Savanna’s Act, a bill that would aim to protect Native American women from the violence they experience at a hugely disproportionate rate, was killed last week by Republican Rep. Bob Goodlatte as his last act before leaving Congress.
The bill was originally proposed by North Dakota Sen. Heidi Heitkamp, who lost her reelection bid to Republican Kevin Cramer in November. It passed the Senate in November, but the objections of Goodlatte—the House Judiciary committee chair—to certain provisions in the bill kept it from passing this year. Now, according to HuffPost, Republican Sen. Lisa Murkowski of Alaska has said she will take up the cause and endeavor to get the bill through Congress when the new session convenes.
“I’ve committed to Sen. Heitkamp that this priority that she has helped to advance, I am going to encourage every step of the way, aggressively and early,” Sen. Lisa Murkowski (R-Alaska) told reporters last week, according to an audio recording provided by Murkowski’s office on Wednesday.
“I’m looking for partners. I’ve already talked to Sen. Cantwell, she’s willing to join up with me,” she said, referring to Sen. Maria Cantwell (D-Wash.).
Violence against Native women is a crisis. According to a 2016 Justice department report, 84 percent of Native women will experience violence at some point in their lives and 56 percent. will experience sexual violence. Savanna’s Act was named for Savanna Greywind, a member of Spirit Lake Nation who was murdered in 2017.
“It’s horrifying,” Heitkamp said in a statement. “If that was the case across the entire country, there would be a national call to action to address this issue. But it’s hidden in tribal communities.”
Savanna’s Act aims to increase communication between federal, local, state, and tribal authorities on cases of violence against Native women, as well as strengthening crime data collection, but it doesn’t require any investment from the federal government. What it would do, however, is try to provide some measure of accountability for law enforcement agencies that don’t comply with the law, which, as my colleague Nick Martin wrote for Splinter last week, is why Goodlatte opposed it:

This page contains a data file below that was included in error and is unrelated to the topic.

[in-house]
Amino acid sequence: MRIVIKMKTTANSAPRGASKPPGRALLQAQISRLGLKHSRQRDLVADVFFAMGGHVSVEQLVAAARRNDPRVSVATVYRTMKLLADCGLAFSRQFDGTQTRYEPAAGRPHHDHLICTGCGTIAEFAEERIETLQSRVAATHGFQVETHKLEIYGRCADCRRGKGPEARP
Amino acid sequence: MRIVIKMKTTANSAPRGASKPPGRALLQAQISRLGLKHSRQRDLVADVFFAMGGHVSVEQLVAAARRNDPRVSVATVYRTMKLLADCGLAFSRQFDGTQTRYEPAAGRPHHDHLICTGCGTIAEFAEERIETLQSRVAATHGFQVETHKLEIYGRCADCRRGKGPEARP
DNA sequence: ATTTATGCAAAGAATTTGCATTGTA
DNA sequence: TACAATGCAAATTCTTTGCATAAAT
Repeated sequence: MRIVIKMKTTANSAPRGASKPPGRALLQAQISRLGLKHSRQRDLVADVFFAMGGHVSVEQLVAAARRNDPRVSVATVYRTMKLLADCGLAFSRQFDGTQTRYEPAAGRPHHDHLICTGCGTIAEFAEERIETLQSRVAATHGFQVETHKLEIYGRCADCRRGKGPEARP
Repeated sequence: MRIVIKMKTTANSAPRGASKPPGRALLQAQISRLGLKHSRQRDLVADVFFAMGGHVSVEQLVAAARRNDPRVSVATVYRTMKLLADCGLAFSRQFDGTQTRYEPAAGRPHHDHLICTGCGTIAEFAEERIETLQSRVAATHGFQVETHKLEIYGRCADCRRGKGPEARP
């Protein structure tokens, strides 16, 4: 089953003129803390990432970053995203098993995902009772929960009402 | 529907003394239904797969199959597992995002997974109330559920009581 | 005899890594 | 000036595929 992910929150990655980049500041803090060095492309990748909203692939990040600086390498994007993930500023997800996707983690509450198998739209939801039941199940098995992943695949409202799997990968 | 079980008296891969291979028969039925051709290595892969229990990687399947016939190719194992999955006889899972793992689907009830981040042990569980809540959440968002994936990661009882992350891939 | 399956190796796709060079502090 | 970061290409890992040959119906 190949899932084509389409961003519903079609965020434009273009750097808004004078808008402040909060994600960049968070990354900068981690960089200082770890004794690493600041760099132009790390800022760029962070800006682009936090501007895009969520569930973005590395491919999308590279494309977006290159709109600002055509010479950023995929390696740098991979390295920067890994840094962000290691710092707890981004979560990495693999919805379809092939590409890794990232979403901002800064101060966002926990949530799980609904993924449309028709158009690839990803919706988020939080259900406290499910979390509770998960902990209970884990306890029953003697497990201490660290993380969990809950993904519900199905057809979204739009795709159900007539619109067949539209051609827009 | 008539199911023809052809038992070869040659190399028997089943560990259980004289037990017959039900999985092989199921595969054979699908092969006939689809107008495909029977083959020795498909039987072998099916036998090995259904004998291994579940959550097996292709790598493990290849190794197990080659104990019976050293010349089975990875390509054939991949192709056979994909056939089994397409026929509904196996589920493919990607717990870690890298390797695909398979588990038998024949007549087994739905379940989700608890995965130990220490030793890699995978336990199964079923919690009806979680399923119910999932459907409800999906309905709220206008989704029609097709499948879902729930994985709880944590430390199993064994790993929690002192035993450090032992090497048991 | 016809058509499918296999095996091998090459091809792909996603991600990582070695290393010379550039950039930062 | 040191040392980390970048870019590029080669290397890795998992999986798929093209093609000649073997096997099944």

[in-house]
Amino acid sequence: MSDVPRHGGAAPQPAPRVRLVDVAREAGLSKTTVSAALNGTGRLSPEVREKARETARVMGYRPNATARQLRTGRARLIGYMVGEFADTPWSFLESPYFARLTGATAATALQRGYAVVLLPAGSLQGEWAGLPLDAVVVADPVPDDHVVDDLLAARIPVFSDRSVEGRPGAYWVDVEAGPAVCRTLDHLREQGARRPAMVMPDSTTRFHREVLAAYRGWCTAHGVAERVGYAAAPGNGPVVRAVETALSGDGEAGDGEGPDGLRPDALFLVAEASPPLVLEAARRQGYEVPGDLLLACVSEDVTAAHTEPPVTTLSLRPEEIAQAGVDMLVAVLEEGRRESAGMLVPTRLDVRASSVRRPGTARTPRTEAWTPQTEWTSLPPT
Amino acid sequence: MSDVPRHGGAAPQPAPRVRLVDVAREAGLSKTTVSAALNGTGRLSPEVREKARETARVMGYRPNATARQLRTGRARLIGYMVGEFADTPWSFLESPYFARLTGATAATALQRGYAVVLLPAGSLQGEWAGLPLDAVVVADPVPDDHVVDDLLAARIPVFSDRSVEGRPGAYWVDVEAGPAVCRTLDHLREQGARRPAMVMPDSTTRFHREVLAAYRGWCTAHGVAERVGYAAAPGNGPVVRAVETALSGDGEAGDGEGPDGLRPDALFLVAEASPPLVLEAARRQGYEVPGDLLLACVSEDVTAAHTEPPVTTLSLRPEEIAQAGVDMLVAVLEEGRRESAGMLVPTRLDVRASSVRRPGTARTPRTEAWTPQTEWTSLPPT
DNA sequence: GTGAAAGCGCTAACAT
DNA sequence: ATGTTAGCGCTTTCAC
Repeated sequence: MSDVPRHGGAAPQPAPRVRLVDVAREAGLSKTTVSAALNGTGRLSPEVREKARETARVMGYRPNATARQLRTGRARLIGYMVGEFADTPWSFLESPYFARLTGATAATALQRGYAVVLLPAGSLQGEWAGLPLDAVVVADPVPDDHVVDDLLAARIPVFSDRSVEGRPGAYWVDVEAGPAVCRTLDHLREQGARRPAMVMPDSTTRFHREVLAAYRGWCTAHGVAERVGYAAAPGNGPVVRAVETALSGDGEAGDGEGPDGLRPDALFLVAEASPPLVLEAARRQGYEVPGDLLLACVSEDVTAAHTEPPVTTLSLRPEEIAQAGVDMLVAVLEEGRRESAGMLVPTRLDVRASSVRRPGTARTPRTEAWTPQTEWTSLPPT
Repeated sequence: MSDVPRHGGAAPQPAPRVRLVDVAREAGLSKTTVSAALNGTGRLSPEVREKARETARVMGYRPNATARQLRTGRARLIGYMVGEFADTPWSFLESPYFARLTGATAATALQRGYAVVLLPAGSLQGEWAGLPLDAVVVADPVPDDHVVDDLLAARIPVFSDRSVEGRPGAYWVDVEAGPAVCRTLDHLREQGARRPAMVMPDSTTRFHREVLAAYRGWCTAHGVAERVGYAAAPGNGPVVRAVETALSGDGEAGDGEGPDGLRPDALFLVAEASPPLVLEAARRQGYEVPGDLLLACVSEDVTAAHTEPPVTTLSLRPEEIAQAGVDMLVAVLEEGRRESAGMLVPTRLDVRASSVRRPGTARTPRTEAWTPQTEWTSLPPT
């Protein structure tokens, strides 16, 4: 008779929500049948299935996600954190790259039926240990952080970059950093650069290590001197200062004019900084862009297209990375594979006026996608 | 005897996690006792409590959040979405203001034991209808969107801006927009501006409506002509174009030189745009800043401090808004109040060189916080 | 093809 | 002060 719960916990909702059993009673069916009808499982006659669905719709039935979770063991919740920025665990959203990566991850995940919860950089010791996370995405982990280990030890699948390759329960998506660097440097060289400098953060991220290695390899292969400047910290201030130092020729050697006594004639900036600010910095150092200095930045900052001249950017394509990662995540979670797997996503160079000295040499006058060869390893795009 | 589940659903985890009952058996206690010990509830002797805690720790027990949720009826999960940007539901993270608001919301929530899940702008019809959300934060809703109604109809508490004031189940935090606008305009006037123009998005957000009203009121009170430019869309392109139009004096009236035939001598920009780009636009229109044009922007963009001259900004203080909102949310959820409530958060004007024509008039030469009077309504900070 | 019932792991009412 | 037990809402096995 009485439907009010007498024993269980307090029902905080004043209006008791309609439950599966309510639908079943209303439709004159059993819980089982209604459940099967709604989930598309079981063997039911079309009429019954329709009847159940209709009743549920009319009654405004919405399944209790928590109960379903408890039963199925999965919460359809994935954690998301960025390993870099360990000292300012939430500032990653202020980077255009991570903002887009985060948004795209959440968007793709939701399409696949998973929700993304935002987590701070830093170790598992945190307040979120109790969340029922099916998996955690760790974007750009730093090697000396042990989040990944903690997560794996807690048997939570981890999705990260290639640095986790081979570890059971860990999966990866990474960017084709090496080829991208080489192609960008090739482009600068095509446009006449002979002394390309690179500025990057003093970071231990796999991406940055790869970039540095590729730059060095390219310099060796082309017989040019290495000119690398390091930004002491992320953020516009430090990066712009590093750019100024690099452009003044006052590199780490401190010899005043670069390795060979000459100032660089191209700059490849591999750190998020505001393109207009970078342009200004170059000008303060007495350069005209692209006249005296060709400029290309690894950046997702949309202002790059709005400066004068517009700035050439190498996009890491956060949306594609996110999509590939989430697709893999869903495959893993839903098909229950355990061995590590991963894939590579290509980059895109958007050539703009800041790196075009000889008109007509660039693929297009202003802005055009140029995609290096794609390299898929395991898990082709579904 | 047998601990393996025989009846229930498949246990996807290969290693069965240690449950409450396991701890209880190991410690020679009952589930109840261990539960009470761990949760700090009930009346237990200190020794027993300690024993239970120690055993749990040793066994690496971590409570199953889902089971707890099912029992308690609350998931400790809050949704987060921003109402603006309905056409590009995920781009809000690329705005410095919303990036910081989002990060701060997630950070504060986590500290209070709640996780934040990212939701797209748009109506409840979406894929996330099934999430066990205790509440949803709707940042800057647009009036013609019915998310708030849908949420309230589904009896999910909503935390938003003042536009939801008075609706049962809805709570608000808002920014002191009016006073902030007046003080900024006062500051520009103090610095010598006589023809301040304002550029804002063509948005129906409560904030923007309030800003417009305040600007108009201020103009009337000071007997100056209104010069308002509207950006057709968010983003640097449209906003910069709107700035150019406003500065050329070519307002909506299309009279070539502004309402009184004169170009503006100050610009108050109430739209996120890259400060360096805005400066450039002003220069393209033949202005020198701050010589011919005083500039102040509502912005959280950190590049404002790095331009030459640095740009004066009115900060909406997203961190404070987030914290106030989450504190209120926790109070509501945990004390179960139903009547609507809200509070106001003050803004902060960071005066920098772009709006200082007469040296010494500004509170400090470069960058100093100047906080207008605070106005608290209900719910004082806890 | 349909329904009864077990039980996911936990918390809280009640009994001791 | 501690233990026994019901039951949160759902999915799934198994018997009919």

Based on the draft legislation provided to Splinter by a source closely involved in deliberations around Savanna’s Act, Goodlatte’s version removes the accountability clauses carved out for law enforcement. Whereas Heitkamp’s version would have required the U.S. Attorney General’s office to “disclose and publish” the names of law enforcement agencies that did not adhere to the guidelines found in Savanna’s Act, Goodlatte’s would remove that requirement entirely.
Goodlatte’s edits also take aim at the “compliance” section, essentially the teeth of Savanna’s Act. Goodlatte’s version excised all of Section 5, Subsection C, Notes 3-6—this included a directive to the U.S. Attorney General to “determine whether each Tribal, State, and local law enforcement agency has incorporated guidelines into their respective guidelines, policies, and protocols.” Goodlatte’s version would also remove the act’s call to incentivize the law enforcement grant program to favor those agencies that complied with the new guidelines.
Goodlatte, thankfully, will be gone next week. Murkowski, however, promises that she’ll work to get the bill across the finish line in the new session.
“We’re going to be working it. We’re going to be working it early,” she said. “We’re going to make the difference.”